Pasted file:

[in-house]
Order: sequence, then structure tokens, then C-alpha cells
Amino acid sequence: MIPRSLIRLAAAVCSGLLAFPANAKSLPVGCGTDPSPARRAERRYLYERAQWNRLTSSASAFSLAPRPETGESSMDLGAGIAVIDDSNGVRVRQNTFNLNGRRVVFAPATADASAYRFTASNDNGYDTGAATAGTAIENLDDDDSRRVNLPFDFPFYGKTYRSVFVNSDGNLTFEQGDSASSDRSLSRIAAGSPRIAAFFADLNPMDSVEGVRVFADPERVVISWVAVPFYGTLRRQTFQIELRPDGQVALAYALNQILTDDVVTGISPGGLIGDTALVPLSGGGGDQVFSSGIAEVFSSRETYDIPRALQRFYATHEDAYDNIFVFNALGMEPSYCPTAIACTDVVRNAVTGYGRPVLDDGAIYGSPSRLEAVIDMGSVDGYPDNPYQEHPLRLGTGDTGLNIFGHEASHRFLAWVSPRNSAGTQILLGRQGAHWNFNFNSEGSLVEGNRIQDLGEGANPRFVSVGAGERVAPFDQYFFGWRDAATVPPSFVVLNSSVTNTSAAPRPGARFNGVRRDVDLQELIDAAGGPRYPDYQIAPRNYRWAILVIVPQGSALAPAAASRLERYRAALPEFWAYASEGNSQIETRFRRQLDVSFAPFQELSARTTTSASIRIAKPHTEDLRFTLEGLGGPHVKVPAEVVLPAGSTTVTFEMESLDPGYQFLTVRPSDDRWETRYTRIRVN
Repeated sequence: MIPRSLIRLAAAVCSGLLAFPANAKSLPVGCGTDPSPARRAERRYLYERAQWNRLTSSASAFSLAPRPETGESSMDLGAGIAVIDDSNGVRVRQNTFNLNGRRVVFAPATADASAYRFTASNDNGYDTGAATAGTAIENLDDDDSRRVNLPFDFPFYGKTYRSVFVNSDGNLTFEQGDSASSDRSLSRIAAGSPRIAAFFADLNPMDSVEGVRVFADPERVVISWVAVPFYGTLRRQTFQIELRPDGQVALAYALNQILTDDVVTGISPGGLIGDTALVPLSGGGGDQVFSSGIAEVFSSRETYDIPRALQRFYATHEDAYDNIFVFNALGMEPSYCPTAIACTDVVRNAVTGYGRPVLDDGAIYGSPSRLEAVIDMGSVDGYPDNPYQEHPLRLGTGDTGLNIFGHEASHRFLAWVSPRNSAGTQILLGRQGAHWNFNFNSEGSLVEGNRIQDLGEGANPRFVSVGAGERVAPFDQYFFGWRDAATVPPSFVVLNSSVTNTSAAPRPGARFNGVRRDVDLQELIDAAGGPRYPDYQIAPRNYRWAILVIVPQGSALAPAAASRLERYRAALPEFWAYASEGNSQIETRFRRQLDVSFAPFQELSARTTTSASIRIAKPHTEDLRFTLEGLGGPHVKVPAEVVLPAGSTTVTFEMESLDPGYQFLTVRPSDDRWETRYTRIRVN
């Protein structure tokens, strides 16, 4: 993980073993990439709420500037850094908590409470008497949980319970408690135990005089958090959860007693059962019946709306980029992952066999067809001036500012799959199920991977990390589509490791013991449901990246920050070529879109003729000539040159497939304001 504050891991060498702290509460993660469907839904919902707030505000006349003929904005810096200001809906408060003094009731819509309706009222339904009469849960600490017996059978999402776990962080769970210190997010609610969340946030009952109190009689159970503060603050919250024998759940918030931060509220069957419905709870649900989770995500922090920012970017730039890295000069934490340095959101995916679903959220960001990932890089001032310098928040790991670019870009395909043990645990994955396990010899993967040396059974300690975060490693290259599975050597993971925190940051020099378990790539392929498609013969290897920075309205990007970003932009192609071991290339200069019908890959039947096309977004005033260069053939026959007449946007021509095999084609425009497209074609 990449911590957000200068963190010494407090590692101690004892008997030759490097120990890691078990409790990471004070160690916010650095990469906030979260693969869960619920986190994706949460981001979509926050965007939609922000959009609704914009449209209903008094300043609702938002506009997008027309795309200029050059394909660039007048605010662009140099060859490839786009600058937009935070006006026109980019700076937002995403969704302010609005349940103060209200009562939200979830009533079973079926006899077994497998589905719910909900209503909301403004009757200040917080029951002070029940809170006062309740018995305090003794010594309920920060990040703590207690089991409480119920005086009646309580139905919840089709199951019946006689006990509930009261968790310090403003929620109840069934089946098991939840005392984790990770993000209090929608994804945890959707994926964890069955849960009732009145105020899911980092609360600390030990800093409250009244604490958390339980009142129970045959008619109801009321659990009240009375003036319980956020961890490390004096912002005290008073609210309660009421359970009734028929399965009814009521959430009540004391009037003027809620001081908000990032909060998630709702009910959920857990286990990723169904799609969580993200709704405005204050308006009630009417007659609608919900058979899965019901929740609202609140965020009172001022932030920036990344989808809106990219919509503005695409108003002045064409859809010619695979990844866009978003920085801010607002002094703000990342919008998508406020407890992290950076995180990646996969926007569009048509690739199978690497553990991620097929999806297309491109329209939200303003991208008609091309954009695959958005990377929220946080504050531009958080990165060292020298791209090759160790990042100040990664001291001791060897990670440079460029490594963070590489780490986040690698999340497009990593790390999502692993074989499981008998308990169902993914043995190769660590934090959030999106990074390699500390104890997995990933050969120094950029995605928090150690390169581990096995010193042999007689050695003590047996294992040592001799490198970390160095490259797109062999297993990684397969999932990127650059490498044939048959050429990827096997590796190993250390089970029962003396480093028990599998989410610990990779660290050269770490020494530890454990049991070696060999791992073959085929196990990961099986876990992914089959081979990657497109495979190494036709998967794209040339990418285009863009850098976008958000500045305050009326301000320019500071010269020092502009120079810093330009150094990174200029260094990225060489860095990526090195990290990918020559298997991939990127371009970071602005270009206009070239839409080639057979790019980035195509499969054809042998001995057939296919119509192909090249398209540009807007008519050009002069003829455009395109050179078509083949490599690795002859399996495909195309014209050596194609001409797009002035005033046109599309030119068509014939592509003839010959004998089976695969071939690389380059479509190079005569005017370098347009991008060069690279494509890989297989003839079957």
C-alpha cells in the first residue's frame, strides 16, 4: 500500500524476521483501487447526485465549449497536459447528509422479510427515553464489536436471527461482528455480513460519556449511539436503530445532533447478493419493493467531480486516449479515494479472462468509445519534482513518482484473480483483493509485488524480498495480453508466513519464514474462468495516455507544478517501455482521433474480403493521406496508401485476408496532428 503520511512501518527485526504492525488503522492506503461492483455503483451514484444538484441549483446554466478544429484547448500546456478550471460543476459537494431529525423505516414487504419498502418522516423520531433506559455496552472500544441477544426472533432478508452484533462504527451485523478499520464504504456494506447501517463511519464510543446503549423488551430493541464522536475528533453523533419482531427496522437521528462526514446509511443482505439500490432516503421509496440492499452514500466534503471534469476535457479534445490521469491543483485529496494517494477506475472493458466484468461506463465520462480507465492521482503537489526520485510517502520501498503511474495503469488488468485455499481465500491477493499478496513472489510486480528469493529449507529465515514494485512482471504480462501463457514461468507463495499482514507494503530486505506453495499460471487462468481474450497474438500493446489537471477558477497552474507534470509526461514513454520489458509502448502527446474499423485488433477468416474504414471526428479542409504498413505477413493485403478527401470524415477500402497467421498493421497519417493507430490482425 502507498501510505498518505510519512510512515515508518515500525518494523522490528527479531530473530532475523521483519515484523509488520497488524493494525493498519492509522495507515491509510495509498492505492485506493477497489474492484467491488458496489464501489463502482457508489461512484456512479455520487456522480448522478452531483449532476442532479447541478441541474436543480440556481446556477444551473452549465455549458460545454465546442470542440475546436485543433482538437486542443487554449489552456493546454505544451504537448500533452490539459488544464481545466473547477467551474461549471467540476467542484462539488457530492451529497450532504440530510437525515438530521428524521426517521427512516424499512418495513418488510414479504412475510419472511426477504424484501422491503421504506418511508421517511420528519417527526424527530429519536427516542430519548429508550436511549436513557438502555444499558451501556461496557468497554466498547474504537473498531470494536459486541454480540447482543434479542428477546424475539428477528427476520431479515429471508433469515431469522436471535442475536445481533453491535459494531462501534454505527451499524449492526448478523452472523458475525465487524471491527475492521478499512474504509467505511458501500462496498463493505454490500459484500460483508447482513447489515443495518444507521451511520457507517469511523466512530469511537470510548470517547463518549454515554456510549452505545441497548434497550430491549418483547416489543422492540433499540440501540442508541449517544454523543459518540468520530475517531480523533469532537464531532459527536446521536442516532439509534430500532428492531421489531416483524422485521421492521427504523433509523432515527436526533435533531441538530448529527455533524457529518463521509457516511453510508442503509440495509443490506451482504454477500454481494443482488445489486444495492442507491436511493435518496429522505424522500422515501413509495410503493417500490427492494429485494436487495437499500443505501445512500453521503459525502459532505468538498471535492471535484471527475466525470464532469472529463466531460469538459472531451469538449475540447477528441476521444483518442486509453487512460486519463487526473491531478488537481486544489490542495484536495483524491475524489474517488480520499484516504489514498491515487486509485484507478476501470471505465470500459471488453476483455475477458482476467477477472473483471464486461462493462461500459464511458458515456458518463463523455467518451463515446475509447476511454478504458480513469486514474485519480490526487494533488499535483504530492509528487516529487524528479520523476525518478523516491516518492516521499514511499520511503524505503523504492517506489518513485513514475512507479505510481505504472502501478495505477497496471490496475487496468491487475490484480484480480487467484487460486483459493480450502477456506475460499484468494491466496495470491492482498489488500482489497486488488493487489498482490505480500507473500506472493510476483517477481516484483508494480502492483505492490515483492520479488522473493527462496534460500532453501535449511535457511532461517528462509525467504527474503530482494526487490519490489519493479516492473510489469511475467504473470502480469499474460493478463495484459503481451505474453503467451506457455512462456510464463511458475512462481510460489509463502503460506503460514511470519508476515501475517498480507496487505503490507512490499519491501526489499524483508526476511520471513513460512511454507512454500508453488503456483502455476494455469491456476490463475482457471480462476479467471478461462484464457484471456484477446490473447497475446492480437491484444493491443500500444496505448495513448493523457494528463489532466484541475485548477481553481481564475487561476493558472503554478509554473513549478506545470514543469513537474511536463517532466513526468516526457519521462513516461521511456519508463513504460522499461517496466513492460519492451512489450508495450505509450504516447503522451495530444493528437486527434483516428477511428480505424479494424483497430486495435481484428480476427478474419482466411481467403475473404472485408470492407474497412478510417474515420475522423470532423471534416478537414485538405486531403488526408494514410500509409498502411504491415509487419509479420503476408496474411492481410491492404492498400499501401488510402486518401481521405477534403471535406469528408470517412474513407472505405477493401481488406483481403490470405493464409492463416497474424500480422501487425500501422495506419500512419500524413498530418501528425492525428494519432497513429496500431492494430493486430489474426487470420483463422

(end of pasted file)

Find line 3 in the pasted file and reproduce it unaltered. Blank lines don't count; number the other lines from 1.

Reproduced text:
Amino acid sequence: MIPRSLIRLAAAVCSGLLAFPANAKSLPVGCGTDPSPARRAERRYLYERAQWNRLTSSASAFSLAPRPETGESSMDLGAGIAVIDDSNGVRVRQNTFNLNGRRVVFAPATADASAYRFTASNDNGYDTGAATAGTAIENLDDDDSRRVNLPFDFPFYGKTYRSVFVNSDGNLTFEQGDSASSDRSLSRIAAGSPRIAAFFADLNPMDSVEGVRVFADPERVVISWVAVPFYGTLRRQTFQIELRPDGQVALAYALNQILTDDVVTGISPGGLIGDTALVPLSGGGGDQVFSSGIAEVFSSRETYDIPRALQRFYATHEDAYDNIFVFNALGMEPSYCPTAIACTDVVRNAVTGYGRPVLDDGAIYGSPSRLEAVIDMGSVDGYPDNPYQEHPLRLGTGDTGLNIFGHEASHRFLAWVSPRNSAGTQILLGRQGAHWNFNFNSEGSLVEGNRIQDLGEGANPRFVSVGAGERVAPFDQYFFGWRDAATVPPSFVVLNSSVTNTSAAPRPGARFNGVRRDVDLQELIDAAGGPRYPDYQIAPRNYRWAILVIVPQGSALAPAAASRLERYRAALPEFWAYASEGNSQIETRFRRQLDVSFAPFQELSARTTTSASIRIAKPHTEDLRFTLEGLGGPHVKVPAEVVLPAGSTTVTFEMESLDPGYQFLTVRPSDDRWETRYTRIRVN